I sighed, but his words stung in their truthfulness. Perhaps, in a way, I had pushed Matt away. I just couldn't help it. If he knew ALL what had happened, he wouldn't think I was strong.
"Okay, Matty, I promise. I won't lie to you. But I don't think I can tell you everything either. It's not because I don't trust you or because I push you away, I… I just can't talk about it. Maybe someday, but not yet." I whispered. I was worried that last comment would be too much and he would keep pressing, but he didn't. He had probably felt the shiver that had accompanied my promise.
"It's okay." He muttered, using my own lies against me. "So, how many times? I know it's at least four."
"Six times. Once while you were on the school trip and once when you were on that sleep-over birthday party and, well, the other four. Not counting the one time he started in on you and I jumped him." Recalling those events and talking about them made me feel uncomfortable, but I knew Matt needed to know. Not because he could make it better, but because he wanted to share it with me.
"Okay." Matt said with a suppressed sob.
"Don't cry Matty. It's over now, we don't live with that ass-hat anymore." I felt close to Matt at that moment, closer than I had ever felt to anyone else. "It's alright now. I hardly remember it." Another little lie. Soon I heard the soft snoring again and knew for sure he was asleep. Before I knew, I was as well.
The next morning I woke up and for once I actually felt well rested. The nights I slept through were few and far between, but it was nice to not be tired in the morning. I was lying on my back, Matt snoring somewhere to my left. I thought about whether or not to play a prank on him but decided against it and let him sleep some more. We still had an hour before we would have to get up and get ready for school, but I didn't want to lie around anymore. I stood up and went through the usual routine of showering, getting dressed and all. When I was done I still had almost forty minutes left, so I decided to make something for breakfast.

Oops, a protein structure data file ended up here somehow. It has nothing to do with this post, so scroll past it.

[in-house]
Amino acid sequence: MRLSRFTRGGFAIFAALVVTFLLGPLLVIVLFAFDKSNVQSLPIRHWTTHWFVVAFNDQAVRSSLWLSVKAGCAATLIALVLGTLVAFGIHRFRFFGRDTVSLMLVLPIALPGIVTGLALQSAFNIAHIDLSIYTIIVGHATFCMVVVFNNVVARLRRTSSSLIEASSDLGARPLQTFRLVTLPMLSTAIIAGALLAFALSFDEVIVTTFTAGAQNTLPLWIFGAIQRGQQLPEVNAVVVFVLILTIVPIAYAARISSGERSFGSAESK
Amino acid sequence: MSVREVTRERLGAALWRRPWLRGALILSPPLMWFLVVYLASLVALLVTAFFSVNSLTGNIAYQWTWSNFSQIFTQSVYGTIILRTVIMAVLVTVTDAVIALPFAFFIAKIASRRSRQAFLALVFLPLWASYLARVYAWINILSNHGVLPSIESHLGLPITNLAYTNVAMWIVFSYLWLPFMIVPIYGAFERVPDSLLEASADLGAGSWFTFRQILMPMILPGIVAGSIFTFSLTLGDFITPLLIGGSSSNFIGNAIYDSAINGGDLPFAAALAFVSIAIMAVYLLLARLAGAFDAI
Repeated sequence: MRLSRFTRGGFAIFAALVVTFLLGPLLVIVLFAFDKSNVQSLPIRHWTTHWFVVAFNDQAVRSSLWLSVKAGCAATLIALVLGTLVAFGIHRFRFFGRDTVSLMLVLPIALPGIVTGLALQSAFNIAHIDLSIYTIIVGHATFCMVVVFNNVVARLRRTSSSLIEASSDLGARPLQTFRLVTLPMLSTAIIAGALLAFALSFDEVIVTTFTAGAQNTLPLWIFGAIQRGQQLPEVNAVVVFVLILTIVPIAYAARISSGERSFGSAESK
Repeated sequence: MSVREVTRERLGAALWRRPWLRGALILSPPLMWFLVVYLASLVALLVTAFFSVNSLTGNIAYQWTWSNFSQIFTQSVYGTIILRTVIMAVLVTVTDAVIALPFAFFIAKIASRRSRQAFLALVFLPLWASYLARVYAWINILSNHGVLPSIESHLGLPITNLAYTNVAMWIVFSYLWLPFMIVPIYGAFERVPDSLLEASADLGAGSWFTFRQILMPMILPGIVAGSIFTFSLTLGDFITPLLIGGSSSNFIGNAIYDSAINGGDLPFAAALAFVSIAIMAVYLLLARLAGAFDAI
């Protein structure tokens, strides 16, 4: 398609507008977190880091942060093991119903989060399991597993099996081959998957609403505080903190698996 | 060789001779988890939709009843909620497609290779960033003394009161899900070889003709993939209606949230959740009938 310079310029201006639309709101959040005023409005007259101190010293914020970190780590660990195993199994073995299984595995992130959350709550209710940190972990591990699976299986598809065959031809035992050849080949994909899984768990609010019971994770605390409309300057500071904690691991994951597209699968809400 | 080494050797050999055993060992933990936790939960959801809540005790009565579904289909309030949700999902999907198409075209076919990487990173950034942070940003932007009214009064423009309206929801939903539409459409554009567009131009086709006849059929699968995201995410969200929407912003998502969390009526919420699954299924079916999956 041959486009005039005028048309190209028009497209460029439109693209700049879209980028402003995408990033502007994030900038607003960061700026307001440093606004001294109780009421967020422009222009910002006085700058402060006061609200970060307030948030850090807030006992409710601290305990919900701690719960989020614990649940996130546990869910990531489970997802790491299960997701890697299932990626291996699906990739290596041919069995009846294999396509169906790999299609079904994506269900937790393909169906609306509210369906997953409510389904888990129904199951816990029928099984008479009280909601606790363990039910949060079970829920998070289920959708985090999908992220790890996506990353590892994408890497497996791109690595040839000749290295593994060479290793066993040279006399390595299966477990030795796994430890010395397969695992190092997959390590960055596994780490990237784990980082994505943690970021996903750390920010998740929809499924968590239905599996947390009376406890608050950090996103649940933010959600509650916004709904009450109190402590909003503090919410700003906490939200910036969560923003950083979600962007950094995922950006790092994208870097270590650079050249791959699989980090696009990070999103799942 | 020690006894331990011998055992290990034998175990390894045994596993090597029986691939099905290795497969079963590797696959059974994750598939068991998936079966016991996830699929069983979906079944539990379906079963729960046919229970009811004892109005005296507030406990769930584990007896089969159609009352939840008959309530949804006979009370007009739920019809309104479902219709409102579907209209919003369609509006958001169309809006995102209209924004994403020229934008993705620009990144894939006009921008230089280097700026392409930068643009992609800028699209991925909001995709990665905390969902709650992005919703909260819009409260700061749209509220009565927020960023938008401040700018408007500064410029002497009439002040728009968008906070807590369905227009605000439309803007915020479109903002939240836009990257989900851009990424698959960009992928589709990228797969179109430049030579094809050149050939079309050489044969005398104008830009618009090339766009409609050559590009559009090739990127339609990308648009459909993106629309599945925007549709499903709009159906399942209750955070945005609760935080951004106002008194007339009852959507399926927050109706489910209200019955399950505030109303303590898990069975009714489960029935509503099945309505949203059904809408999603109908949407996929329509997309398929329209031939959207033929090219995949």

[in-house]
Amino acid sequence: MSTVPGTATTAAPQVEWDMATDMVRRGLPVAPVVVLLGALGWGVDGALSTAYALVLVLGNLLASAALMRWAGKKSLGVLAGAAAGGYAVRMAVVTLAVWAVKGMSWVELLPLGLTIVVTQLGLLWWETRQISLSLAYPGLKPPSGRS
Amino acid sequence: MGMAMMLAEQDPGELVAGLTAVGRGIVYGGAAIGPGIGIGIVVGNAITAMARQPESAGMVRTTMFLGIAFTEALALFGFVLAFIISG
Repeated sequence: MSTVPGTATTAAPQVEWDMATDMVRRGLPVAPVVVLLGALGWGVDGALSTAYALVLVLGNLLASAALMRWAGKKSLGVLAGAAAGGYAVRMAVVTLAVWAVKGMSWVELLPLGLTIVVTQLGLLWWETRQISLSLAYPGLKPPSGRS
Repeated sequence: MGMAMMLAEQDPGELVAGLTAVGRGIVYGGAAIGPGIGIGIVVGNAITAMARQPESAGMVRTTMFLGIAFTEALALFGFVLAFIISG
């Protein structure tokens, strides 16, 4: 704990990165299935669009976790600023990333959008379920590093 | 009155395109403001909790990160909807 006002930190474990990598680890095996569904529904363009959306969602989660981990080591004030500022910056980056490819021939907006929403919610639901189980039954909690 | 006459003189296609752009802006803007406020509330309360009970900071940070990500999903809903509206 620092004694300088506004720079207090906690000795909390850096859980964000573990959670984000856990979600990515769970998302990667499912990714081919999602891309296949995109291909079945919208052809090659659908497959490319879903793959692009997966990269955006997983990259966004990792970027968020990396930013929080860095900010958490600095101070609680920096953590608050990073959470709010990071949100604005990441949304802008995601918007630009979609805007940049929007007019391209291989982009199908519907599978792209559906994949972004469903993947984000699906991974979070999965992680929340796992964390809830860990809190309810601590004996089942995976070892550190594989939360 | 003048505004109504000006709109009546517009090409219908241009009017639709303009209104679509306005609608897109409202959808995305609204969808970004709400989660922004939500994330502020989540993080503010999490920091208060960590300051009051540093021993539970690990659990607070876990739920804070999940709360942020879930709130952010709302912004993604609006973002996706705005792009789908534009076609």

The talk with Matt the last night still had me thinking. He said I pushed everyone away, and he was completely right. I couldn't let them get close to me, since all they would do was leave me again. And every time someone left me, they took a piece of me with them. How many times could I let it happen until there was nothing left? Keeping them at arm's length was the only logical solution. But every time I thought these thoughts I heard the sadness in Matt's voice when he told me I pushed him away, too. It was something I would never do on purpose, but apparently it had become a habit, and one which was hard to break. And the way he had described me… Pushing everyone away because I was strong… Well, that was nonsense. My weakness was what forced me to cut everyone off.
I sighed as I made sure the bacon and eggs I had on the pan didn't burn. The thoughts kept spinning in my head, but I couldn't make sense of them any more than I could sprout wings on my arms and fins between my toes to live the rest of my days as a penguin.
When Janie made breakfast like this in the morning she always used a dozen eggs and almost a whole bag of bacon, so I made sure I made the same amount. I started up the coffee maker for Henry and Janie, prepared a can of tea for Matt and myself and poured some orange juice for Mike. For the umpteenth time I wondered why I always remembered this stuff. Give me a few days in close confines with anyone and I would be sure to know their habits. It's something I always did. For example I knew how, after Henry came down and ate breakfast, he would read the sports and the business parts of the newspaper. After he was done with them, Mike would read the comics and Henry would drink his coffee, even though it was poured at the same time as when he started eating. I suspected that Henry liked it when his coffee had a temperature somewhere between hot and lukewarm and reading the paper and eating his breakfast gave it enough time to cool down just right.
Mike would eat anything that was put before him, but in the morning the only thing he would drink was orange juice, so there was always some around. Janie rarely joined in the more hearty breakfast meals and usually just drank a cup of coffee and ate a piece of fruit.
"Why Jason, good morning!" I heard Janie say behind me. She was probably surprised her job of making breakfast was practically done. "I see you already made breakfast. As the mother of Mike, a boy, I have to ask: Are you running a fever? Did you perhaps receive a sharp blow to the head? Do I have to worry about you reenacting the movie Freddy vs. Jason?" She asked me with her trademark smile and laughed and winked at me.